Deploy with confidence.
Pandora enables property-based testing, fuzzing, and invariant testing for smart contracts that run on the Stacks 2.x layer-1 blockchain. Pandora discovers and run tests written in Clarity and TypeScript.
Pandora is backwards compatible with Clarinet; your existing Clarinet tests can–and should–co-exist with property-based ones.
Nearly $3 billion1 has been lost to protocol exploits in 2022, more than double 2021’s total. Most of the protocols have been audited, from the high level, but how good enough were those protocols tested for edge cases?
Clarity has a LISP-like syntax. Having the option to write tests in Clarity helps you minimize context switching between two languages and focus on what matters.
If you are trying to find ways to improve your testing structure, and make it easier to detect edge cases in your Clarity contracts, you may benefit from the upcoming article series:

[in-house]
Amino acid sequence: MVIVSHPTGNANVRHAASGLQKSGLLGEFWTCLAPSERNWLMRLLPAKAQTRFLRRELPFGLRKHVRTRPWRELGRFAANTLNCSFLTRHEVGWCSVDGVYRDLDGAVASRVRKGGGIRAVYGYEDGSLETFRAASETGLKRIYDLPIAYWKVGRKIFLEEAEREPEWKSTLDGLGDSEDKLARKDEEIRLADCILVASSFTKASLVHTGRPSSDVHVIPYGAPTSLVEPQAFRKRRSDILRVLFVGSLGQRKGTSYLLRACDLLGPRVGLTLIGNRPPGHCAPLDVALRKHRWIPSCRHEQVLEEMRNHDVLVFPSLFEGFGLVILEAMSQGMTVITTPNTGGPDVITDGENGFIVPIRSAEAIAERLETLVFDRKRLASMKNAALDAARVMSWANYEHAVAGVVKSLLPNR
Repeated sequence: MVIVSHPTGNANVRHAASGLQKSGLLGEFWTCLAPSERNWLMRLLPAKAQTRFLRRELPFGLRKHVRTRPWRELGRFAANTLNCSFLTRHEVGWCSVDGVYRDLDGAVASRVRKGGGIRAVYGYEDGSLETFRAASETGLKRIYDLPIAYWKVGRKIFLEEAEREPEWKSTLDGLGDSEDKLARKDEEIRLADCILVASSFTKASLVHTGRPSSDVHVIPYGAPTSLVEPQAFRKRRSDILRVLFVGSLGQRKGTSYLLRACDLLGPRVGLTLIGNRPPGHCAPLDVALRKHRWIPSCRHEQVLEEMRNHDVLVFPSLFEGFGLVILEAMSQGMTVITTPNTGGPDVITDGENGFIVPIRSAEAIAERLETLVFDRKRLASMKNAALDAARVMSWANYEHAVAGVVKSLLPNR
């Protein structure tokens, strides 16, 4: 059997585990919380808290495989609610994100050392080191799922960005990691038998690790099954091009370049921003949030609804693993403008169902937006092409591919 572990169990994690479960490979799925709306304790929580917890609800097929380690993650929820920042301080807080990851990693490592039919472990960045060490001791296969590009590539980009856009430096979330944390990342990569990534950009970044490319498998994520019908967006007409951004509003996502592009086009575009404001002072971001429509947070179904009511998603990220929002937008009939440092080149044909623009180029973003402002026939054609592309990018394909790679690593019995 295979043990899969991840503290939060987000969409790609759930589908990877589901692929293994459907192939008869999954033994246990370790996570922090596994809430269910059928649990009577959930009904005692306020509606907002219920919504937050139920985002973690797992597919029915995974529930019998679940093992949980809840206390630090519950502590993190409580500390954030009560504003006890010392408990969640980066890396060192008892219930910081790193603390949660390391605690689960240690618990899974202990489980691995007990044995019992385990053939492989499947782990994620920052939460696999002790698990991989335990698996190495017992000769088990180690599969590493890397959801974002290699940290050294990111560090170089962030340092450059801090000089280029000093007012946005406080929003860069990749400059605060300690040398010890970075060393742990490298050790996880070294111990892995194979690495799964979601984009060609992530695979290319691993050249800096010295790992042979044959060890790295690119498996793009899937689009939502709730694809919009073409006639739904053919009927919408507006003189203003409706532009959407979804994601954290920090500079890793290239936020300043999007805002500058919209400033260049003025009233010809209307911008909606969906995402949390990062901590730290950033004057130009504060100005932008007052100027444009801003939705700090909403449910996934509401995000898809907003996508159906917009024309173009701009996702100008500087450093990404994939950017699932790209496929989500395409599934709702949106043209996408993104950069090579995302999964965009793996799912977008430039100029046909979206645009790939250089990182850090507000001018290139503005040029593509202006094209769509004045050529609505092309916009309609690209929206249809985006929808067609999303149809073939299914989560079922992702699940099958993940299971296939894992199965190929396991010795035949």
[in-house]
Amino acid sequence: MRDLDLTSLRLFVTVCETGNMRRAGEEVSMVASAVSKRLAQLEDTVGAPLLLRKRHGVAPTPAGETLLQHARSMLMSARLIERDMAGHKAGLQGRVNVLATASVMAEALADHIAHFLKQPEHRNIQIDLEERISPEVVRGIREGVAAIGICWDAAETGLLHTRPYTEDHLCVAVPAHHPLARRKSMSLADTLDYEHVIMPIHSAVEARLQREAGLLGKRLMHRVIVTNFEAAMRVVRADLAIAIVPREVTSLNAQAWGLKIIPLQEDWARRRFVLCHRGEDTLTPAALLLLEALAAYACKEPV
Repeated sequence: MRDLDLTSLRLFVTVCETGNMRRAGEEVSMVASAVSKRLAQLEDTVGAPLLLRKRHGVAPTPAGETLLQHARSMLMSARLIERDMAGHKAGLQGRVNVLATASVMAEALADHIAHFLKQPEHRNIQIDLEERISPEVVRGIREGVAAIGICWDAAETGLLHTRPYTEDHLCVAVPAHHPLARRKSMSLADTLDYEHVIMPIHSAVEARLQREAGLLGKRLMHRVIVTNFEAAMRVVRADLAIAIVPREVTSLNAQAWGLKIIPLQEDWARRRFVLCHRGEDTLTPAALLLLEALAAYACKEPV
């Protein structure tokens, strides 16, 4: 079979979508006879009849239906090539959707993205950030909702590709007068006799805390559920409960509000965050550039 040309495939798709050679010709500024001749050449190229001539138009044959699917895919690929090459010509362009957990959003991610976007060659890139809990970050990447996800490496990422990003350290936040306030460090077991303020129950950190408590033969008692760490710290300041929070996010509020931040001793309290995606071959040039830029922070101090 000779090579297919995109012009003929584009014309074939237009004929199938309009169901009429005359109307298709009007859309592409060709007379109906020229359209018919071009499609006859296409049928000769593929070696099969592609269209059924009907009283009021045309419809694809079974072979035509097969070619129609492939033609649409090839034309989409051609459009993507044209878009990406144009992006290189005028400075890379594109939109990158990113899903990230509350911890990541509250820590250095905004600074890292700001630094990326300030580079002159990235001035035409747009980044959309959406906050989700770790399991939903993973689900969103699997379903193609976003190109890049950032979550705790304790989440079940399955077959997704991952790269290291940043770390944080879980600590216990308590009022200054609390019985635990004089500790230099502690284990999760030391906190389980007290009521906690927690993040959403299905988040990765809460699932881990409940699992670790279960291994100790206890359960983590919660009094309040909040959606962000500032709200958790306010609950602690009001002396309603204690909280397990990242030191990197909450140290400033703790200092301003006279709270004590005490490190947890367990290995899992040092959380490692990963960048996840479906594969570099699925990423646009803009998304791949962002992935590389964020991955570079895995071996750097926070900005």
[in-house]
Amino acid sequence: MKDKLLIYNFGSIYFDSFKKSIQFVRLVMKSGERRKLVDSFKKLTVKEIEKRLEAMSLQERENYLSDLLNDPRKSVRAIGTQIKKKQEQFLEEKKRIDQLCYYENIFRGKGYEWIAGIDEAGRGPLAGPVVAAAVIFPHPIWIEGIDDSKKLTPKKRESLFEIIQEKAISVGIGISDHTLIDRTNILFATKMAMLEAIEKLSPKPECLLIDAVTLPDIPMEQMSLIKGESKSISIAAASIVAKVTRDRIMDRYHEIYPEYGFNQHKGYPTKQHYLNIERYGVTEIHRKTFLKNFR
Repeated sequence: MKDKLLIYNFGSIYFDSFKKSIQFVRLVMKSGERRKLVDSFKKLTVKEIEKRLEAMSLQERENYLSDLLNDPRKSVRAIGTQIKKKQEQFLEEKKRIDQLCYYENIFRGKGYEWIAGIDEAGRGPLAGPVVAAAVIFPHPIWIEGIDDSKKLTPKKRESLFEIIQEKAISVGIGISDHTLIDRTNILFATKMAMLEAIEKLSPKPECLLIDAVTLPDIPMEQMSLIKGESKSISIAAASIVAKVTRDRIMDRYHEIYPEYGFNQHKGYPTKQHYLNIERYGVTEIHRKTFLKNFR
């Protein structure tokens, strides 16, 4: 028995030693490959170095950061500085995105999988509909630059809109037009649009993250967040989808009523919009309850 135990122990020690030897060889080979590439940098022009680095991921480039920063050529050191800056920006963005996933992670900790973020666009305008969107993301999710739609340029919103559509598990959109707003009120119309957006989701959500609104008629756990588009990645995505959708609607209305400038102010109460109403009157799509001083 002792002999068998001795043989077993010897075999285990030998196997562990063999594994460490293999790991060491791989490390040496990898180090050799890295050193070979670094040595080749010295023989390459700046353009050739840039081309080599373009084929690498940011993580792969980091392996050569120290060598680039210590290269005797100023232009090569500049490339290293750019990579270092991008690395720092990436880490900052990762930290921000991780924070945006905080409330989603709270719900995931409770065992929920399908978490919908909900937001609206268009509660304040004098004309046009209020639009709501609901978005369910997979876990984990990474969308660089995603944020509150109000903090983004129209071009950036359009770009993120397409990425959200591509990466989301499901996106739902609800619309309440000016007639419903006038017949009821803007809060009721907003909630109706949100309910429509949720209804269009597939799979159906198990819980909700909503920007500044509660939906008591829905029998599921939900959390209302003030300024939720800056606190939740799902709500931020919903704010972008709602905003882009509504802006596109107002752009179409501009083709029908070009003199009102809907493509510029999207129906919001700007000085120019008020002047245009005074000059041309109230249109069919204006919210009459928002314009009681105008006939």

Node.js and Deno are required for managing Clarity contracts and running tests. Basic knowledge of Clarity, and property-based testing, is assumed. Feel free to contact me if you need help with those.
The ideas presented in the Pandora article series have their origins in a plethora of existing, well-established, battle-hardened testing tools:
However, don’t consider that as an indication that I’m always right. I welcome feedback on any article.
“Pandora was the first human woman in Greek mythology, created by the gods for the express purpose of punishing mortals. The gods entrusted Pandora with a jar containing all the evils of the cosmos for her to unleash upon mankind.”
This excludes FTX’s $8 billion collapse, which is another story. ↩